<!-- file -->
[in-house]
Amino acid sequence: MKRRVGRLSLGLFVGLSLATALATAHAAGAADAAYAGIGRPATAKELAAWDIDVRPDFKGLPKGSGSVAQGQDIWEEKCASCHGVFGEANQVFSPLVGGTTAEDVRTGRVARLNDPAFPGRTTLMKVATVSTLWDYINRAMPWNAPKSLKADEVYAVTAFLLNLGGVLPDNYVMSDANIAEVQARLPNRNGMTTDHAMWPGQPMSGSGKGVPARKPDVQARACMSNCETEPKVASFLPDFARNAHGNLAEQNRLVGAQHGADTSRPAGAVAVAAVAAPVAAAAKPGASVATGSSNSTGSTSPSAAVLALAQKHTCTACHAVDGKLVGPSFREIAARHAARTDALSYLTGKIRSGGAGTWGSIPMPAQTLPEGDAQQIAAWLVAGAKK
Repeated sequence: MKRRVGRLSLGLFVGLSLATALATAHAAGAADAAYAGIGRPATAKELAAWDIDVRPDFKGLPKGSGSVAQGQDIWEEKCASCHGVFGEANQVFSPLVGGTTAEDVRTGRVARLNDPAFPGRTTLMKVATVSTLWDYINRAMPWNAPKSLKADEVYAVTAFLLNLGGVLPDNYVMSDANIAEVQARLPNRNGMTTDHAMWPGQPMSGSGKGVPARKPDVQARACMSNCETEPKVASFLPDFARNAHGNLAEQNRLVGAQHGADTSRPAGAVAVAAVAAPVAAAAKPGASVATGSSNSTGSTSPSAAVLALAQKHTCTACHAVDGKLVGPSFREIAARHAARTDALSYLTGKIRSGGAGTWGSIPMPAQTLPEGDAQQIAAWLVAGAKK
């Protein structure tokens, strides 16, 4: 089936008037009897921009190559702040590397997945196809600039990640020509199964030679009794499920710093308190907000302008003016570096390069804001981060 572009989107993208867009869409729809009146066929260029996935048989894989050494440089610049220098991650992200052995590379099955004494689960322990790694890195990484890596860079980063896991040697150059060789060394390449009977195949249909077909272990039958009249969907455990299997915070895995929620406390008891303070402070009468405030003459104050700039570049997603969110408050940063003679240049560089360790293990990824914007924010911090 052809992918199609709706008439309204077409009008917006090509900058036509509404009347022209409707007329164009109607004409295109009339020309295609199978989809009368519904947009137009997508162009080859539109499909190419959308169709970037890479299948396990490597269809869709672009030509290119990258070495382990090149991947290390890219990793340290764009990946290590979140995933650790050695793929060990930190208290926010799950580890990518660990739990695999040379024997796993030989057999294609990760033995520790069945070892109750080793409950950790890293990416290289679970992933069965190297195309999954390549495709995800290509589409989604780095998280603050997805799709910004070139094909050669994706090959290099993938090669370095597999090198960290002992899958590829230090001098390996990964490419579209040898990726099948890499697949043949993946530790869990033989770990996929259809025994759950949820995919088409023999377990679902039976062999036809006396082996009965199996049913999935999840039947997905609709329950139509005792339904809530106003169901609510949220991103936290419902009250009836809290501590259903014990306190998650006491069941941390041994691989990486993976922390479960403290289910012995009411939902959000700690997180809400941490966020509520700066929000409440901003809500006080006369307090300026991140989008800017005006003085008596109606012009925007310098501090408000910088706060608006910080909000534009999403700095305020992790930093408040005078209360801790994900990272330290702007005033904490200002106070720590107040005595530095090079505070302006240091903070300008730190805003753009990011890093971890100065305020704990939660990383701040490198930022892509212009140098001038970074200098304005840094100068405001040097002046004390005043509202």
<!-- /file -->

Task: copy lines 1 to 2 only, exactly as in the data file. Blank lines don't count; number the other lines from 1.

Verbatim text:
[in-house]
Amino acid sequence: MKRRVGRLSLGLFVGLSLATALATAHAAGAADAAYAGIGRPATAKELAAWDIDVRPDFKGLPKGSGSVAQGQDIWEEKCASCHGVFGEANQVFSPLVGGTTAEDVRTGRVARLNDPAFPGRTTLMKVATVSTLWDYINRAMPWNAPKSLKADEVYAVTAFLLNLGGVLPDNYVMSDANIAEVQARLPNRNGMTTDHAMWPGQPMSGSGKGVPARKPDVQARACMSNCETEPKVASFLPDFARNAHGNLAEQNRLVGAQHGADTSRPAGAVAVAAVAAPVAAAAKPGASVATGSSNSTGSTSPSAAVLALAQKHTCTACHAVDGKLVGPSFREIAARHAARTDALSYLTGKIRSGGAGTWGSIPMPAQTLPEGDAQQIAAWLVAGAKK